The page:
Funds are divided into portions called shares. For income shares any income earned by the fund is paid out to investors at periodic intervals (rather than automatically reinvested).
Income yield (also known as running yield)
By dividing the gross income of an investment by its current market value, you can calculate the gross income yield for the investment.
A type of fund that aims to replicate the performance of a particular index (benchmark) by investing in all or a representative proportion of the stocks within that index. For example, a FTSE 100 tracker fund will aim to replicate the performance of the FTSE 100 index by investing in all or a representative proportion of the stocks of that index.
The devaluation of currency over time, where it costs more money to buy the same goods. The effect of inflation reduces the value of money over time, as the following example illustrates:
The future value of £1,000, assuming inflation is 2.0% each year
After 10 years
After 20 years
Infrastructure assets are physical assets which provide basic vital functions to a business or country. These may include systems which facilitate: power generation, sewage, transportation, communication etc.
Investment Association (IA)
The Investment Association (IA) is the trade body that represents UK investment managers. The Investment Association sectors divide fund into groups (known as sectors) to make them easier to compare.
ISA (Individual Savings Account)
A vehicle that allows individuals to invest tax-free. UK residents can currently invest up to £20,000 each year in an ISA. Cash ISAs operate as savings accounts; stocks and shares ISAs allow you to invest in shares, funds, exchange-traded funds and investment trusts.
Investment bonds are life insurance policies. They’re not the same as corporate bonds, premium bonds or fixed-rate bonds but are effectively a type of investment plan.You normally have a choice of funds to invest in within investment bonds (e.g. with-profits or unit-linked). Both have the same tax rules: tax is paid on both growth and income accrued in the fund(s) by the insurer.
Investment funds are collective investments which pool your money in with other investors to give you a stake in a larger, ready-made portfolio. An investment fund can offer you an affordable way to invest in lots of different assets and, in many cases, without the pressure of making your own investment decisions. They can make the process of investing a lot simpler for you.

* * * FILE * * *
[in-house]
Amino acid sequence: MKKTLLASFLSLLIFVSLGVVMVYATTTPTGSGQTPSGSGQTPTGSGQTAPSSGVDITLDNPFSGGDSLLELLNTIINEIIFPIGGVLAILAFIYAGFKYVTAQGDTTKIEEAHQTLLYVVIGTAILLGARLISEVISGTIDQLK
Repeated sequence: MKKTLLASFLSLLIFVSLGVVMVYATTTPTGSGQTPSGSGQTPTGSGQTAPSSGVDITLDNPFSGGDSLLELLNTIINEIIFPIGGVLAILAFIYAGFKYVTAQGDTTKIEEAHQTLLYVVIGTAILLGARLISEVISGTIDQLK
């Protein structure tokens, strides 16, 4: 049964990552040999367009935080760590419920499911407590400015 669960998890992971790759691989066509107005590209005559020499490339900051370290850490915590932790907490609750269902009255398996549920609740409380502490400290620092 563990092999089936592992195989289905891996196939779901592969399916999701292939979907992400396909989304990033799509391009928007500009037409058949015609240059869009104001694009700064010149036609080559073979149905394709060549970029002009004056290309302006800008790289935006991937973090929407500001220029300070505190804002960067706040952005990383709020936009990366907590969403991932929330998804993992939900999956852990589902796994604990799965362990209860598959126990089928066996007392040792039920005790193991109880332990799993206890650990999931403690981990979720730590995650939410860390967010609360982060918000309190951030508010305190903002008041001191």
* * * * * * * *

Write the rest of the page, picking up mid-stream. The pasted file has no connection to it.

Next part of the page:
The collection of investments that you hold. Your portfolio should be aligned to your investment profile and risk appetite. It should generally incorporate a range of funds and asset classes that best suit your preferred aims and objectives.
The investment philosophy that best expresses or reflects your investment objective.
The investment approach adopted by an individual fund manager or investment house, hence the term ‘house style’. There are many investment styles including:
- Value, where managers seek to identify and invest in sound but undervalued companies;
- Growth, where managers seek companies with the right pre‑conditions for growth, (see Growth Approach)
- Momentum, where managers seek to exploit the tendency for share prices to continue to move in a particular direction in the short-term.
A close-ended collective investment fund pooling investor capital across a number of assets. ‘Close-ended’ means there is a fixed number of shares in issue, which won’t change as individual investors buy into or sell out of the fund. As it is listed on a UK stock exchange, the share price of an investment trust is subject to normal market forces (e.g. investor sentiment and demand) and as such can move independently of the value of the trust’s underlying assets.
Investment grade bonds
Credit ratings indicate the likelihood that an issuer of a bond will be able to make their payments. Investment grade bonds have achieved or exceeded a minimum credit rating awarded by a credit rating agency. Therefore they are considered lower risk than bonds with a lower credit rating.